This is not my favorite of the Wise series. A lot of it is too theoretical for me (I’m a fan of keeping parenting SIMPLE) and frankly, some of what they say I don’t agree with. Still, it does offer some good, practical tips. This was my second time reading On Becoming Toddlerwise but I still feel like I got a few things out of it.
Perhaps the overarching concept of the book is what Ezzo calls “the funnel factor.” He uses the imagery of a funnel to show how freedoms increase as a child ages. Older children are capable of handling more freedoms than younger children. When children are given freedoms they are too young for (what they call “parenting outside the funnel”), there is developmental confusion and children often react by being naughty or out of control.
Although I happen to think the funnel is a poor illustration for this, I do think it’s a good concept to keep in the back of your mind. If you see that your child is acting completely out of control, perhaps the first consideration should be if you have given them too many freedoms too early.
Other good concepts include:
Couch time: This is basically a structured time of day when you and your spouse sit down and talk to each other WHILE the kids are awake. The idea is to teach your children that your marriage comes first. More details on it here. We don’t do couch time regularly – mostly just on the weekends – but I think it’s something we need to start making a daily practice. Perhaps I’ll do that and write a blog about how it goes!
Over-scheduling: Toddlerwise clearly cautions against over-scheduling children with activities outside the home. Lots of activities are not only totally unnecessary for the development of a toddler but they often lead to burn out – of both the mom and the toddler. This totally validates my aversion to story time at the library and mommy and me classes of any kind.
Principles of Instruction: I think these principles form an excellent basis for acquiring obedience.
- When you speak to your child, expect a response. For example, when I ask Abel to do something, I should expect that he reply with a “yes mama” to convey to me that he heard me.
- With toddlers, parents should be giving instructions, not suggestions. This means you say “It’s time to eat dinner now” instead of “Would you like to eat dinner?” or even “It’s time for dinner, okay?” You’re the parent – you don’t need to ask your toddler if it’s okay that you eat dinner.
- Discipline should be consistent.
- Require eye contact when giving instruction. This is something I’m a big stickler on. I sometimes have to repeat “Abel, look at me” multiple times or physically turn his face to look at me when I’m telling him something, but it’s worth it. A child that isn’t looking at you likely isn’t listening to you either.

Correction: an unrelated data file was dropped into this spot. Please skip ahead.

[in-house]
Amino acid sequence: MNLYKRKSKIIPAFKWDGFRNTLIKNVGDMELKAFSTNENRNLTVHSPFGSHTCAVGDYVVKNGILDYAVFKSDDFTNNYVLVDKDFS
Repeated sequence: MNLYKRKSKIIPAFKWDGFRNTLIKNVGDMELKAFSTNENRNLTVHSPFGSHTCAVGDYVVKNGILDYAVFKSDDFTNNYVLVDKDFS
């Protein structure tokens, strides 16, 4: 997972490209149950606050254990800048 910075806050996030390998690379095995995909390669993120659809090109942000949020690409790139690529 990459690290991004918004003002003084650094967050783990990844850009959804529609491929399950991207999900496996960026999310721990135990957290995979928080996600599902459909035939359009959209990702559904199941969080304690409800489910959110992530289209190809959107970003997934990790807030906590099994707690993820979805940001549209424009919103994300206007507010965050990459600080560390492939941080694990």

The last tip I’d include in the list of “best of” Toddlerwise is the one to rearrange bedtime so books are read on the couch or common area instead of in bed. I just wrote about that concept last week and you can read it here. Makes a huge difference!
There were a few other good points discussed, but I was surprised to find a few areas in which I disagreed with the author. First, I found the chapter on structuring your child’s day to be completely overboard. The example they use has the day structured to such an extreme that I think they overshot the point. Yes, kids like structure. But everything in moderation – structure should be balanced with lots of time for kids to just be kids – and that’s coming from someone who is pretty hyperscheduled herself!
Then in the chapter “The Land of Good Reason” (which was totally over my head, by the way) Ezzo makes a point that I just could not be in more disagreement with. He says,
“Obedience for this age-group means that a child complies with your instructions at least sixty percent of the time. Do not misunderstand this point, we are not saying sixty percent compliance is acceptable but rather you are working toward total compliance sixty percent of the time” (pg 94).
Okay… I am definitely misunderstanding the point. He is saying that 60% compliance is not acceptable but it is the goal? How is that possible? Where does he even get the 60% figure? Did he just pull that percentage out of a hat or is there some sort of complicated formula that explains it? I could be missing something here, but to me it seems obvious that if a parent sets their expectations at only 60% obedience, that’s all they’re going to get. In our home, we expect our children to obey. Not 60% of the time, 100% of the time. Anything less is unacceptable. Ezzo goes on to heed this warning:
“If the bar is set too high too early, it will only lead to frustration for you and the child” (pg 95).
I’ll admit I’m only 3.5 years into parenting here, but it’s been my experience that children only rise to the bar you set, so if I expect them to disobey 40% of the time, they most certainly will, and THAT is what would be frustrating.
All in all, I like On Becoming Toddlerwise, but also think it’s an unnecessary book in the wise series. A lot of it is “fluff” and some of the best concepts have either already been covered in prior books in series or are part of On Becoming Childwise. If you’re Gary Ezzo’s #1 fan, go ahead and give it a read, but otherwise I’d just as soon leave it sitting there on the bookshelf collecting dust.